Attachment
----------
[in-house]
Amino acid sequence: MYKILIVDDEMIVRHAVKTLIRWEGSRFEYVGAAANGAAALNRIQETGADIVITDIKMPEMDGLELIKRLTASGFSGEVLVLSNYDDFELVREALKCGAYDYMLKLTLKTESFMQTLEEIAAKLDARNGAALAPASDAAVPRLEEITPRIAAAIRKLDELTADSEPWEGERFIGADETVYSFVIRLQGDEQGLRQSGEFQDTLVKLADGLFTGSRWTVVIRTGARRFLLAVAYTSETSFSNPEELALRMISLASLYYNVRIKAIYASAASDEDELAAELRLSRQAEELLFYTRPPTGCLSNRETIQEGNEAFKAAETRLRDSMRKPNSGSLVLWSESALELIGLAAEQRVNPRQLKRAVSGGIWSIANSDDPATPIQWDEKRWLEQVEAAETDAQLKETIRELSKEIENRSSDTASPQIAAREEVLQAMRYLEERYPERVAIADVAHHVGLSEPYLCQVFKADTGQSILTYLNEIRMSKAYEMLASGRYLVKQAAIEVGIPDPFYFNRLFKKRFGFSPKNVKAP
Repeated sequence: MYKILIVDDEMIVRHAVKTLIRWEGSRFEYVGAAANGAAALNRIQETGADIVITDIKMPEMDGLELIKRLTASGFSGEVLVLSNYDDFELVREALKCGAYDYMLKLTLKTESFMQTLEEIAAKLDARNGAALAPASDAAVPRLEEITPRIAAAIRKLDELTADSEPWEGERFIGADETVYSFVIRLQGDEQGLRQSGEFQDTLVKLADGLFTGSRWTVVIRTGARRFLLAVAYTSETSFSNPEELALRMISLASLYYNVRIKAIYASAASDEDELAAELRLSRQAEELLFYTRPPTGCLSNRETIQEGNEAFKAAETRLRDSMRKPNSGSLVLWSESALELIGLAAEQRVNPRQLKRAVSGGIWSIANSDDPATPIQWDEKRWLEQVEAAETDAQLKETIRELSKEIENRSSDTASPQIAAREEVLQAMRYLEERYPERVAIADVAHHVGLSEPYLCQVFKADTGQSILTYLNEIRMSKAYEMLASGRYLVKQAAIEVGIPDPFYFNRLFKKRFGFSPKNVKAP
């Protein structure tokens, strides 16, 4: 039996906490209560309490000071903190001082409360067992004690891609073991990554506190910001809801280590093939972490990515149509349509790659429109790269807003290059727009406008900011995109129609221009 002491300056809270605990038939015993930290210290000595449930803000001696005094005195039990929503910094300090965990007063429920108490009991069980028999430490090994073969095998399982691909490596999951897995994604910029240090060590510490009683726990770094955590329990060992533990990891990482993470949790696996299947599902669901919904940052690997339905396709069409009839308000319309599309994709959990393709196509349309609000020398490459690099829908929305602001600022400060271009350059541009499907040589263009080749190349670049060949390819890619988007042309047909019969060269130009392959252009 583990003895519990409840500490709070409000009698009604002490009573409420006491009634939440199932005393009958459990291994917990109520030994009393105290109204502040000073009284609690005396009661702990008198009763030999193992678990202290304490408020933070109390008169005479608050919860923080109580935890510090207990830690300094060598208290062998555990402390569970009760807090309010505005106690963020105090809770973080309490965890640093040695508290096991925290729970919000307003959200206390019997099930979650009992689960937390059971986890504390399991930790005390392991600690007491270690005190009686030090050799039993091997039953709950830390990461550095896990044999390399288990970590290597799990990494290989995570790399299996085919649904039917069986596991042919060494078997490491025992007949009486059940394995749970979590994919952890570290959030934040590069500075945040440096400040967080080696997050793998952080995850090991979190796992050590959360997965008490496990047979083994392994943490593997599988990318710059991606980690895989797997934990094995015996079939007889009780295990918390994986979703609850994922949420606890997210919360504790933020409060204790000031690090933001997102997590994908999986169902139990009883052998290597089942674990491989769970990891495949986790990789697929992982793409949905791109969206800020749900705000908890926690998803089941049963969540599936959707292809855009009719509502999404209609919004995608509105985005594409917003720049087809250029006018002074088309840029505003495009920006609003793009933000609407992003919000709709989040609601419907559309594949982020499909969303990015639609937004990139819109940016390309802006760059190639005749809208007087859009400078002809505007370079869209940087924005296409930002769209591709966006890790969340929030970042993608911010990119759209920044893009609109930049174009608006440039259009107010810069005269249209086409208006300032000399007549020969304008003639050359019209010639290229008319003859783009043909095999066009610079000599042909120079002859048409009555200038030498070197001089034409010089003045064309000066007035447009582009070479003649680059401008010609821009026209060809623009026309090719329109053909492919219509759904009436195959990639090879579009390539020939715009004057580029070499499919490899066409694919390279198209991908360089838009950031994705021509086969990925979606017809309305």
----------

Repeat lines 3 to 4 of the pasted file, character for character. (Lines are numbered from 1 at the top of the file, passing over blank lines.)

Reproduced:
Repeated sequence: MYKILIVDDEMIVRHAVKTLIRWEGSRFEYVGAAANGAAALNRIQETGADIVITDIKMPEMDGLELIKRLTASGFSGEVLVLSNYDDFELVREALKCGAYDYMLKLTLKTESFMQTLEEIAAKLDARNGAALAPASDAAVPRLEEITPRIAAAIRKLDELTADSEPWEGERFIGADETVYSFVIRLQGDEQGLRQSGEFQDTLVKLADGLFTGSRWTVVIRTGARRFLLAVAYTSETSFSNPEELALRMISLASLYYNVRIKAIYASAASDEDELAAELRLSRQAEELLFYTRPPTGCLSNRETIQEGNEAFKAAETRLRDSMRKPNSGSLVLWSESALELIGLAAEQRVNPRQLKRAVSGGIWSIANSDDPATPIQWDEKRWLEQVEAAETDAQLKETIRELSKEIENRSSDTASPQIAAREEVLQAMRYLEERYPERVAIADVAHHVGLSEPYLCQVFKADTGQSILTYLNEIRMSKAYEMLASGRYLVKQAAIEVGIPDPFYFNRLFKKRFGFSPKNVKAP
């Protein structure tokens, strides 16, 4: 039996906490209560309490000071903190001082409360067992004690891609073991990554506190910001809801280590093939972490990515149509349509790659429109790269807003290059727009406008900011995109129609221009 002491300056809270605990038939015993930290210290000595449930803000001696005094005195039990929503910094300090965990007063429920108490009991069980028999430490090994073969095998399982691909490596999951897995994604910029240090060590510490009683726990770094955590329990060992533990990891990482993470949790696996299947599902669901919904940052690997339905396709069409009839308000319309599309994709959990393709196509349309609000020398490459690099829908929305602001600022400060271009350059541009499907040589263009080749190349670049060949390819890619988007042309047909019969060269130009392959252009 583990003895519990409840500490709070409000009698009604002490009573409420006491009634939440199932005393009958459990291994917990109520030994009393105290109204502040000073009284609690005396009661702990008198009763030999193992678990202290304490408020933070109390008169005479608050919860923080109580935890510090207990830690300094060598208290062998555990402390569970009760807090309010505005106690963020105090809770973080309490965890640093040695508290096991925290729970919000307003959200206390019997099930979650009992689960937390059971986890504390399991930790005390392991600690007491270690005190009686030090050799039993091997039953709950830390990461550095896990044999390399288990970590290597799990990494290989995570790399299996085919649904039917069986596991042919060494078997490491025992007949009486059940394995749970979590994919952890570290959030934040590069500075945040440096400040967080080696997050793998952080995850090991979190796992050590959360997965008490496990047979083994392994943490593997599988990318710059991606980690895989797997934990094995015996079939007889009780295990918390994986979703609850994922949420606890997210919360504790933020409060204790000031690090933001997102997590994908999986169902139990009883052998290597089942674990491989769970990891495949986790990789697929992982793409949905791109969206800020749900705000908890926690998803089941049963969540599936959707292809855009009719509502999404209609919004995608509105985005594409917003720049087809250029006018002074088309840029505003495009920006609003793009933000609407992003919000709709989040609601419907559309594949982020499909969303990015639609937004990139819109940016390309802006760059190639005749809208007087859009400078002809505007370079869209940087924005296409930002769209591709966006890790969340929030970042993608911010990119759209920044893009609109930049174009608006440039259009107010810069005269249209086409208006300032000399007549020969304008003639050359019209010639290229008319003859783009043909095999066009610079000599042909120079002859048409009555200038030498070197001089034409010089003045064309000066007035447009582009070479003649680059401008010609821009026209060809623009026309090719329109053909492919219509759904009436195959990639090879579009390539020939715009004057580029070499499919490899066409694919390279198209991908360089838009950031994705021509086969990925979606017809309305």